|Tyler Boyle (Photo from|
Boyle has been a part of SMACC since it was re-established in 2013. The club is a place for youth voices to be heard on smoking issues, with the ultimate goal of a countywide smoking ban -- but in the meantime, working for a school regulation that would ban electronic cigarettes.
The smoking ban has yet to pass, but the schools have added e-cigarettes to their comprehensive tobacco policy, which banned tobacco products of any kind on school grounds.
Boyle told the Herald-Leader that he applied for the award in hopes of bringing more attention to the anti-tobacco cause in his county, which has a long history of tobacco production and sales.
"I applied for this award because of all of the work that I've done in my home community and state for tobacco control," he told Harney. "I thought that if I could make national attention, maybe, it would make the officials in my community take this issue more seriously."
Boyle said that he was honored to receive the award, which was presented at a gala in Washington, D.C., in mid-May. He plans to attend a symposium sponsored by the Campaign for Tobacco Free Kids in Washington in July and the Philip Morris Cos. international shareholder meeting next May.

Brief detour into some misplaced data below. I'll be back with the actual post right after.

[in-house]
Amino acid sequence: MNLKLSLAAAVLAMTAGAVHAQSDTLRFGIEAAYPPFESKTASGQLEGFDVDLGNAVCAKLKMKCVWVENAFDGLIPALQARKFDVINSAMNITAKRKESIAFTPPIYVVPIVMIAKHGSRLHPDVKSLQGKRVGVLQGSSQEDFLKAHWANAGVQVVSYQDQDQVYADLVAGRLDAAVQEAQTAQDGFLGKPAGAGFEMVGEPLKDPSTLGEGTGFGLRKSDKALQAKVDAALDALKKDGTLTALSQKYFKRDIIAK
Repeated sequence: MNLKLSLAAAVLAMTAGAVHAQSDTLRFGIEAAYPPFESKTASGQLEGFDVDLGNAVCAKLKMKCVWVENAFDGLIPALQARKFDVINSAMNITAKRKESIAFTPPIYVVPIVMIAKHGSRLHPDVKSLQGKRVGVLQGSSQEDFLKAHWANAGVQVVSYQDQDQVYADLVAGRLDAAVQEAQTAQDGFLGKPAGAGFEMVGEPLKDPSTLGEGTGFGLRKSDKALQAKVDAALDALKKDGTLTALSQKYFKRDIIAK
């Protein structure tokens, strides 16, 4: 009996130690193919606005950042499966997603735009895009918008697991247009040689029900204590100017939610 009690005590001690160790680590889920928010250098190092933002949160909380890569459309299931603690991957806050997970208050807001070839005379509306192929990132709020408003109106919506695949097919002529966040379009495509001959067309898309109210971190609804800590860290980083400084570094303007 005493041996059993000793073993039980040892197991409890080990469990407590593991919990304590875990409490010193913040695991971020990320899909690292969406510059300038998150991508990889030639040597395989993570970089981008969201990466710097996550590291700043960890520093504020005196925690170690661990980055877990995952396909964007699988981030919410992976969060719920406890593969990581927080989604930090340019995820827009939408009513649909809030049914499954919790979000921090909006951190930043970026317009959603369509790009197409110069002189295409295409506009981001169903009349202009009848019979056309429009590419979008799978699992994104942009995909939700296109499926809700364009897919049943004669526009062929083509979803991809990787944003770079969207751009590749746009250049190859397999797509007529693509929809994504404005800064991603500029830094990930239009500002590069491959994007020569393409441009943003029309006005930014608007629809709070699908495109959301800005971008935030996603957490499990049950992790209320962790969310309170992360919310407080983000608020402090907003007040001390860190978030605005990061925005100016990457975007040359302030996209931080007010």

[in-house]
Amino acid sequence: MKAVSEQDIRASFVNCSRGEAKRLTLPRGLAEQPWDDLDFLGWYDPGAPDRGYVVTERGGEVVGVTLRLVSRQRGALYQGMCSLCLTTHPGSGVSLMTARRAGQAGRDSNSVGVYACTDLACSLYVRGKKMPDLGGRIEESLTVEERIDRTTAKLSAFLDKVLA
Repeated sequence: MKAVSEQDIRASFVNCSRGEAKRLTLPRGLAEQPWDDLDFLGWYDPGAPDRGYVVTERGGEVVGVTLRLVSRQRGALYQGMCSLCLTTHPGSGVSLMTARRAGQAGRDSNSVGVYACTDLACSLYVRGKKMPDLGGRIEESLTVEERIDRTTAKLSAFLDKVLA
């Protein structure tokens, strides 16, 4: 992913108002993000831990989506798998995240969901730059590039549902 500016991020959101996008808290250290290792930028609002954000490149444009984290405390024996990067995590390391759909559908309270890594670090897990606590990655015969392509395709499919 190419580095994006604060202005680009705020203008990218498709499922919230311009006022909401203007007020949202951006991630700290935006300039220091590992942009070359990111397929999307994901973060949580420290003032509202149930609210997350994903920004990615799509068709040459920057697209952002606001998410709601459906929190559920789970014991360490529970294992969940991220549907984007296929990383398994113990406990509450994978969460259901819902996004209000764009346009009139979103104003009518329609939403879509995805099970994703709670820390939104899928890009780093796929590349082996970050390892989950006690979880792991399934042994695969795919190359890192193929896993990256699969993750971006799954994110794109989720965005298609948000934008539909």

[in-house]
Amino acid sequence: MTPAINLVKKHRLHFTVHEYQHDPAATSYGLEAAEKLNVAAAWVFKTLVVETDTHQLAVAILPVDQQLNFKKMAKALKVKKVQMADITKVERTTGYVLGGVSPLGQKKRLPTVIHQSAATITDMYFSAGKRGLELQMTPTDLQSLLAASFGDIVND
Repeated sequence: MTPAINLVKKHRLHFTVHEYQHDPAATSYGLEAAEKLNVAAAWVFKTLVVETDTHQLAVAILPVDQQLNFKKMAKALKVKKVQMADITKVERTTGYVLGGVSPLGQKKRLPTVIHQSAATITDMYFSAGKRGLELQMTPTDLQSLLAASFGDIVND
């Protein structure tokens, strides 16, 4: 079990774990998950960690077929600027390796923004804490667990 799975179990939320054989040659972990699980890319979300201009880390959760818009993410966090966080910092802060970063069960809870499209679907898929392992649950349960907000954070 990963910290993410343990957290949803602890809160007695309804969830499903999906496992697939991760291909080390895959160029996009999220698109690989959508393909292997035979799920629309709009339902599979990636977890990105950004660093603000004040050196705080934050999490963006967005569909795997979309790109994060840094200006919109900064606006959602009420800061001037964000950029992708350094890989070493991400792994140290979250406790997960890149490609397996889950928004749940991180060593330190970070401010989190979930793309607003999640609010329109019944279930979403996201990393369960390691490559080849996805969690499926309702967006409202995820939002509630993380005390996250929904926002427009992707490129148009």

Boyle told Harney that sometimes he gets frustrated because change is slow to take place, but the will to keep pushing forward always comes back.
"After attending the award gala, I was revitalized and I'm ready for the next step in tobacco control," he said.
Boyle will attend Vassar College in the fall to study political science with a focus on advocacy work and said he would continue his work with the Campaign for Tobacco Free Kids.
"Tobacco advocacy is something near to my heart," Boyle said. "Vassar is actually going smoke free in July 2015. So, I plan to work hard to implement and support their new policy."